No Brexit visas for EU visitors to UK but quotas for workers

What will EU based immigration to the UK look like post-Brexit? New reports today suggest that citizens from EU countries will not require visas, but a new regime will be announced later this year for workers.

EU citizens migrating to the UK may require a visa when applying to work post-Brexit
The UK will allow citizens from European Union countries to visit Britain after Brexit without having to obtain visas, but anyone planning to come to work will be subject to a new immigration regime, according to media reports.Based on briefings from Whitehall sources, the reports said the new rules would not allow visitors to stay indefinitely. The sources also denied a report in The Times suggesting a new migration system for skilled EU workers would not be based on quotas but, rather, on one involving a set number of work permits for different employment sectors.

Post-Bexit immigration control plans imminent for 2017

The government will announce its post-Brexit immigration controls later this year and is under pressure from business groups not to do anything that would curb the abilities of employers to hire the EU staff, particularly those with much-needed skills.Lord Green of Deddington, chairman of the pressure group Migration Watch UK, welcomed the idea of a work permit system. He told the BBC, “The point is that a work permit system for EU workers would lead, in due course, to a massive decrease in net migration from the EU as low-paid workers – who comprise some 80 per cent of the inflow are squeezed out. The reduction could, by our calculation, be about 100,000 a year.”He said enforcement could be done through employers but the government would have to spend more money on a “crackdown” on illegal immigration, something he said was “increasingly necessary” in any case.Meanwhile, a report from the Office for National Statistics (ONS) showed that the number of EU nationals working in the UK reached a new high in the second quarter of the year, although there had been a marked slowdown in arrivals since last year’s referendum on membership of the bloc.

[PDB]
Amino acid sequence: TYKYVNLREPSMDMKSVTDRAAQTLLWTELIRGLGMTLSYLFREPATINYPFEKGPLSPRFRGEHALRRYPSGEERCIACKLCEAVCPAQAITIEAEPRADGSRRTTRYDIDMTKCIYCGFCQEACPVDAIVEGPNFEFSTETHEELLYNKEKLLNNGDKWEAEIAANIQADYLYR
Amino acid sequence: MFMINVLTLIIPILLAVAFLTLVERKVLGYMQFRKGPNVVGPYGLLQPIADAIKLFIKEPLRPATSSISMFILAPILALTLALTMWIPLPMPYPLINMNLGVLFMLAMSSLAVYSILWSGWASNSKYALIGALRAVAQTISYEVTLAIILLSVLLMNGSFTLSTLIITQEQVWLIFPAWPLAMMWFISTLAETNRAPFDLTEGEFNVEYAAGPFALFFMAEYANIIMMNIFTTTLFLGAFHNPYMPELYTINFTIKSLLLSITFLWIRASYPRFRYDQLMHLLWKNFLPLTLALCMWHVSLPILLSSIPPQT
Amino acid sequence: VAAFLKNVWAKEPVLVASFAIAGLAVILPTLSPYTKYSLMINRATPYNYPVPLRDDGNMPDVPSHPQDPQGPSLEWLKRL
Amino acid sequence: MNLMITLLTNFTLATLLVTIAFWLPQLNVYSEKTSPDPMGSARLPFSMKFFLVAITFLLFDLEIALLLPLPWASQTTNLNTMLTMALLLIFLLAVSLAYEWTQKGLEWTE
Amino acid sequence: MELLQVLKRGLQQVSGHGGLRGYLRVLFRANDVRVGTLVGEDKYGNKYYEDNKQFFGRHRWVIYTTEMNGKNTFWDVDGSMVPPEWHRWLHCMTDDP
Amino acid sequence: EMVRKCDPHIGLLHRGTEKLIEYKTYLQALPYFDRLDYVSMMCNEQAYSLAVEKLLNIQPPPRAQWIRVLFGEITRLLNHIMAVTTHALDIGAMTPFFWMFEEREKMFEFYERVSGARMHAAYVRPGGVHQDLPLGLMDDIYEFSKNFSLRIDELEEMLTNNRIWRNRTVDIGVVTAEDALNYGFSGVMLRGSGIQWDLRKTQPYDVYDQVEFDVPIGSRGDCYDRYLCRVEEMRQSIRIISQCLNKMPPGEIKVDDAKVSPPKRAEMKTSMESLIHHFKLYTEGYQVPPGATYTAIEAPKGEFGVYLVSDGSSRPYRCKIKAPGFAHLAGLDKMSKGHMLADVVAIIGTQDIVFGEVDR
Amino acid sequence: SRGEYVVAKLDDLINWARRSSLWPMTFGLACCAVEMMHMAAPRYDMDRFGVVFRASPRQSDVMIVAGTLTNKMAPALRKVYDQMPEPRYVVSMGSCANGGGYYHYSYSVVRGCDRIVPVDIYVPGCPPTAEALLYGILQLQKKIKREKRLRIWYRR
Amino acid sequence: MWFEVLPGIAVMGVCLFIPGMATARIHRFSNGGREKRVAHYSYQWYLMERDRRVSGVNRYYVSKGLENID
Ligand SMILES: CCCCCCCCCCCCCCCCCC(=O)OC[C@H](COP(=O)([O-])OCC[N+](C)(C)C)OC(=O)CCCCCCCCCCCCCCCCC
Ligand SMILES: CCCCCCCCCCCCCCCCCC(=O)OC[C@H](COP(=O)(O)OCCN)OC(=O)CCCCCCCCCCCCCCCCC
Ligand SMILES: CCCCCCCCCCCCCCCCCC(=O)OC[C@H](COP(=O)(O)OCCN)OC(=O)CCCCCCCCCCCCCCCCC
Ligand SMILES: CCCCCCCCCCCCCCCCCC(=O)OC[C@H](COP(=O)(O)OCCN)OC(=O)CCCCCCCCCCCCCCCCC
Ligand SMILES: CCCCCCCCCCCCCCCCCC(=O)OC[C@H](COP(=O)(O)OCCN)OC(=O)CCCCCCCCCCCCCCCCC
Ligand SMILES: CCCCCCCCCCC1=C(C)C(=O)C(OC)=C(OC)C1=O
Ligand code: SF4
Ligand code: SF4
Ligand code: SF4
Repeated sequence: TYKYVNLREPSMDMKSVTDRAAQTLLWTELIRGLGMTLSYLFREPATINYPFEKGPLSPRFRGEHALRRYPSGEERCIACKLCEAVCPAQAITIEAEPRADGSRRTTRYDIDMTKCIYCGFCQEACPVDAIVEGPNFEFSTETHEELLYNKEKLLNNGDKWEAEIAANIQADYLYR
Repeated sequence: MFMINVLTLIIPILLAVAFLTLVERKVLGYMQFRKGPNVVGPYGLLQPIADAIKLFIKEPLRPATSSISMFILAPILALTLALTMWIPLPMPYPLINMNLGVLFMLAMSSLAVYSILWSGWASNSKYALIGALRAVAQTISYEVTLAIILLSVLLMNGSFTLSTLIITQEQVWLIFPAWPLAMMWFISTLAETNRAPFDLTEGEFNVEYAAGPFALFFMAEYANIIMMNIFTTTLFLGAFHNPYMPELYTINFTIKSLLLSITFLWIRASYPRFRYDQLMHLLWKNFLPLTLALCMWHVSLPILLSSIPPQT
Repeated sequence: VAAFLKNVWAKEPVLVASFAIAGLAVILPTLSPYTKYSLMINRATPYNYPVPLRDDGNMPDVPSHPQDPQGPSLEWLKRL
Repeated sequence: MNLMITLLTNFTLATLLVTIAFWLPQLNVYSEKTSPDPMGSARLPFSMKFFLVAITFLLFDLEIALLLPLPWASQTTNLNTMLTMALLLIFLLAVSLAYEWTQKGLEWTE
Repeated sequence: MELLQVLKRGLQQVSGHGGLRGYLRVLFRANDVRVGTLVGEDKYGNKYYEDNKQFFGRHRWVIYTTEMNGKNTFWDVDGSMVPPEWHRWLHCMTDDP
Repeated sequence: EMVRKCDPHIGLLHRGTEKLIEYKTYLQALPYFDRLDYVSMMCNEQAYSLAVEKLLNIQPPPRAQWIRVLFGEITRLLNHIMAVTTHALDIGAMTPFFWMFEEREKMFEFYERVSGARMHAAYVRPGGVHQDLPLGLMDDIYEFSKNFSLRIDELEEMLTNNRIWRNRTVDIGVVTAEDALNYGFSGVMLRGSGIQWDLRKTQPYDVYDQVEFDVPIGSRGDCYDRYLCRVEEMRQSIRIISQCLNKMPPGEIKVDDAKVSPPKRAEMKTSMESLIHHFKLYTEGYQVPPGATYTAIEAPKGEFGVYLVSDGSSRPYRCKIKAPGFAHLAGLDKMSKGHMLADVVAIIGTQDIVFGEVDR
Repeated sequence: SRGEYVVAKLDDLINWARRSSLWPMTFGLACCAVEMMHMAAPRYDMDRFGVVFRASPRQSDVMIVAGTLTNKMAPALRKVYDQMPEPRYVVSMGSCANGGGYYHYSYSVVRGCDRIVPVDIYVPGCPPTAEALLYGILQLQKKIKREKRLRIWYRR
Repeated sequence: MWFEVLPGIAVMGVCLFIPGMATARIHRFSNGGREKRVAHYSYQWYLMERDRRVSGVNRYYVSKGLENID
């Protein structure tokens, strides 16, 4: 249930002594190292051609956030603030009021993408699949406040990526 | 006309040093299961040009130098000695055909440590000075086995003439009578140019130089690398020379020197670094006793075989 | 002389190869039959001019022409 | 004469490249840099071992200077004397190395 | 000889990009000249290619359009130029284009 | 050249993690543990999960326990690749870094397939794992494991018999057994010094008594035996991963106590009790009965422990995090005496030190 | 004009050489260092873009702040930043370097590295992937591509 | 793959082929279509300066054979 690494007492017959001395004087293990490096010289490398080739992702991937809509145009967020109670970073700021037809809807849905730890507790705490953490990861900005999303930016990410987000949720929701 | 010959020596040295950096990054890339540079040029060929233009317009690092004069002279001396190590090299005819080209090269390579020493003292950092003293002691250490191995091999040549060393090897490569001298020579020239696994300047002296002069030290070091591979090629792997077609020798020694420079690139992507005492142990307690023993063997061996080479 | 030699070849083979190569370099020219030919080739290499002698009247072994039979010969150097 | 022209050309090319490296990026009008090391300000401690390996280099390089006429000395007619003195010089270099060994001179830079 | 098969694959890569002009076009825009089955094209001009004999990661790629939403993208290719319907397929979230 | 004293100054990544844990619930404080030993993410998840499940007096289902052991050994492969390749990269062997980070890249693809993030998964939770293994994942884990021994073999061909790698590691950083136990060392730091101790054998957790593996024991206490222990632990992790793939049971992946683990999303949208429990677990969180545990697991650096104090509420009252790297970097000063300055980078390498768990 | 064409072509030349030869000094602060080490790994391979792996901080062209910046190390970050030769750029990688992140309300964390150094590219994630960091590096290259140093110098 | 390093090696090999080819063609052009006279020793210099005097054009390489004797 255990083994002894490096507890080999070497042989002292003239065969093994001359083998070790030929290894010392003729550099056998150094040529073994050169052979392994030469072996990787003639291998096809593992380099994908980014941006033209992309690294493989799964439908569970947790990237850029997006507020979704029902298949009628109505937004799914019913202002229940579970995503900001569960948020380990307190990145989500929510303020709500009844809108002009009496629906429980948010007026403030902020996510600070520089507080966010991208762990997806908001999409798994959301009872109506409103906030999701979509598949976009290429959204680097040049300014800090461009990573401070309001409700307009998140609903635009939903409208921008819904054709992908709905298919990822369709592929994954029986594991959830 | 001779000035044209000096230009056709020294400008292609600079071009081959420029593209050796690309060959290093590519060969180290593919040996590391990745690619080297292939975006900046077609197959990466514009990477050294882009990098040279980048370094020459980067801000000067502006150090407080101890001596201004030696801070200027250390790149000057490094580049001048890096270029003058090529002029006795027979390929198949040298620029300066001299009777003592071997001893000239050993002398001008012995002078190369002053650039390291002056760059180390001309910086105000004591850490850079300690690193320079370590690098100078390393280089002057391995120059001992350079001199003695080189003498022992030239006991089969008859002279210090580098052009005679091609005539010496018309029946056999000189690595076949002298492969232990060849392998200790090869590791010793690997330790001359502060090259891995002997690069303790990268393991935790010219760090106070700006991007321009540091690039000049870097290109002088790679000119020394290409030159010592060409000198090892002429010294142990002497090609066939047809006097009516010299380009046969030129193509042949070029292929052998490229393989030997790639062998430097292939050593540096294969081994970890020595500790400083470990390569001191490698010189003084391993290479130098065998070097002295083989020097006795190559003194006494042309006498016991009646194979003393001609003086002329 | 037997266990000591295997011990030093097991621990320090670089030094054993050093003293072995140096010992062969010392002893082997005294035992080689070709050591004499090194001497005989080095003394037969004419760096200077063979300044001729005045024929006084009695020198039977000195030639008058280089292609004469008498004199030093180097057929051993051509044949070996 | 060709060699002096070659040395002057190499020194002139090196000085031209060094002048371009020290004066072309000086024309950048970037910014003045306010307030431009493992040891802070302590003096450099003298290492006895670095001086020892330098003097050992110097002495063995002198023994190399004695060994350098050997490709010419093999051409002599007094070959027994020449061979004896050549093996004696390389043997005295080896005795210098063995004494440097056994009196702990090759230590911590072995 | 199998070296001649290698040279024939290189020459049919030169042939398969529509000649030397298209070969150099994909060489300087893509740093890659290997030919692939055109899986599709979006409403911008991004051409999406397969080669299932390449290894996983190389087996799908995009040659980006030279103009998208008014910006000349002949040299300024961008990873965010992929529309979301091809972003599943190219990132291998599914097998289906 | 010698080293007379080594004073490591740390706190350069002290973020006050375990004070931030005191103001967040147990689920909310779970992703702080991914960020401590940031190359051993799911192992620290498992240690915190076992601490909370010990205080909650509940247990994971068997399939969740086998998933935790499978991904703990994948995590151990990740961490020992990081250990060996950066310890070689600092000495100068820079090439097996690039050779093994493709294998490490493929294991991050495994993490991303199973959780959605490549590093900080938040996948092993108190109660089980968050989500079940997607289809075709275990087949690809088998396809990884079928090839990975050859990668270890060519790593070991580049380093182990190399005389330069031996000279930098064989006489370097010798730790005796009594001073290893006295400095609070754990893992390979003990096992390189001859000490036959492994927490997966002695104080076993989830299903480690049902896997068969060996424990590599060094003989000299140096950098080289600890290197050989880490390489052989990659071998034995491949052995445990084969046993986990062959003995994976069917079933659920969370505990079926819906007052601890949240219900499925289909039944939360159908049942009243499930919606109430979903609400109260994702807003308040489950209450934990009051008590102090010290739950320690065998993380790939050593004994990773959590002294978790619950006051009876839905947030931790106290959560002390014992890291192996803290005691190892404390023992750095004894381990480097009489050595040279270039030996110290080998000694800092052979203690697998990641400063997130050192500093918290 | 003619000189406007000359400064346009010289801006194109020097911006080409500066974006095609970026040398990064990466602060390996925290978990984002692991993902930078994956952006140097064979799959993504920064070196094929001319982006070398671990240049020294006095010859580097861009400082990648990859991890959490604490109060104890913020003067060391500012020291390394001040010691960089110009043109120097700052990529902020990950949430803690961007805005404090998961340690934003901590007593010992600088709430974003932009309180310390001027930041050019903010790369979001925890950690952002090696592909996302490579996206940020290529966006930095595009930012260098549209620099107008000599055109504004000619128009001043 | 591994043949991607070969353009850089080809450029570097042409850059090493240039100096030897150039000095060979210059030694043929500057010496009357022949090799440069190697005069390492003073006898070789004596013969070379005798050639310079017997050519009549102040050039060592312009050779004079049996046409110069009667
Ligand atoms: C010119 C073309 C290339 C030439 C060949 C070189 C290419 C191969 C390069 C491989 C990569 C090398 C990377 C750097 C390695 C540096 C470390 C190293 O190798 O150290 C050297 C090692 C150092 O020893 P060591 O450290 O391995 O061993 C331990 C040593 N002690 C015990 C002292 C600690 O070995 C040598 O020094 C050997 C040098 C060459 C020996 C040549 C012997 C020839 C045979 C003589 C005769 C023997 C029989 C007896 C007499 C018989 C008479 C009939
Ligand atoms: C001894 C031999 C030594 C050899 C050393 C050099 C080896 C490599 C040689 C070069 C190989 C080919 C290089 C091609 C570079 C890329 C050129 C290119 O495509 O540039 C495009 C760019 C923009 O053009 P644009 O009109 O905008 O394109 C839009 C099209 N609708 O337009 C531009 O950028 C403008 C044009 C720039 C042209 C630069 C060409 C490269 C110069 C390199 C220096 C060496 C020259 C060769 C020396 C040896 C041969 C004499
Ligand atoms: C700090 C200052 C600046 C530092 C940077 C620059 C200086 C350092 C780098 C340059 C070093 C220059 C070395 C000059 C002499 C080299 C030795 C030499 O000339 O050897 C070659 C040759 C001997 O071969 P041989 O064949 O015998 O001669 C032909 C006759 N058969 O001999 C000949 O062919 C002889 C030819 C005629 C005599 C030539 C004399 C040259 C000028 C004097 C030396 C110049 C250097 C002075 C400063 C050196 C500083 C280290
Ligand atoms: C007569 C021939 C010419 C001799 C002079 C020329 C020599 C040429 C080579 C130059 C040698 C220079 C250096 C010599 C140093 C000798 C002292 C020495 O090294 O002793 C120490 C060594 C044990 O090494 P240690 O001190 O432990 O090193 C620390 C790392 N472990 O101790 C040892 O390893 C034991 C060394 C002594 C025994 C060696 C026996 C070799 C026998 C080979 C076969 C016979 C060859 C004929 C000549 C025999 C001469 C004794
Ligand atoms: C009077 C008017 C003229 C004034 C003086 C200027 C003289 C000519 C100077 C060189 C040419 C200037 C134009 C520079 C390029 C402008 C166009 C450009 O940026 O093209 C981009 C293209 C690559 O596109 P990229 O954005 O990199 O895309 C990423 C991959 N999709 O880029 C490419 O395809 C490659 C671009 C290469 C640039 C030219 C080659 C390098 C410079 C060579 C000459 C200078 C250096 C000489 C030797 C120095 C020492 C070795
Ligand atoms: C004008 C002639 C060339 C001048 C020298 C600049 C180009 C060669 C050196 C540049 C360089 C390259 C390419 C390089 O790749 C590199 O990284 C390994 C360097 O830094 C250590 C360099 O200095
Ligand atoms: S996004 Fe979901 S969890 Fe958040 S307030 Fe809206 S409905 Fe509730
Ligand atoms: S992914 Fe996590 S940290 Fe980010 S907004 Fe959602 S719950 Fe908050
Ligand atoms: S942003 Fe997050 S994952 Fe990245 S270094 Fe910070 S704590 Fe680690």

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By the end of Q2, there were an estimated 2.37 million people from elsewhere in the EU working in Britain, an increase of 126,000 on a year earlier. Matt Hughes, senior labour market statistician at the ONS, said, “The number of workers born elsewhere in the EU continues to increase, but the annual rate of change has slowed markedly.”The data also revealed that the total of non-EU nationals working in the UK fell by 18,000 to 1.2 million over the year. The proportion of non-UK nationals in the workforce has risen from 3.5 per cent to 11.1 per cent in just over 20 years.

Immigration from the EU continues

Within the figures for EU workers, different trends were evident on arrivals from different countries. There were, for instance, just over one million nationals of 14 long-term member states – including Germany, Italy, Spain and France – working in the UK, representing an increase from 947,000 on June 2016, when the referendum was held.There was also a rise in the number of Romanian and Bulgarian workers (to 337,000) but a drop of 11,000 (to 997,000) in employees from the so-called EUA8 countries which joined the union in 2004: the Czech Republic, Estonia, Hungary, Latvia, Lithuania, Poland, Slovakia and Slovenia.A Home Office spokesman said, “The government is working to ensure that the domestic labour force has the skills it needs to fill jobs in the UK labour market and these figures show that more UK nationals are in employment than ever before.“Non-UK citizens currently resident in the UK make a vital contribution both to our economy and our society but we remain committed to bringing net migration levels down to sustainable levels.“As we conduct our EU exit negotiations, we must ensure we can control the number of people coming to the UK from the EU and build an immigration system that works for everyone.”
Read David Sapsted's article on Establishing Right to Remain – which discusses the uncertainty over immigration which the UK faces following Brexit – in the Summer 2017 issue of Relocate Magazine.
For related news and features, visit our Brexit section.

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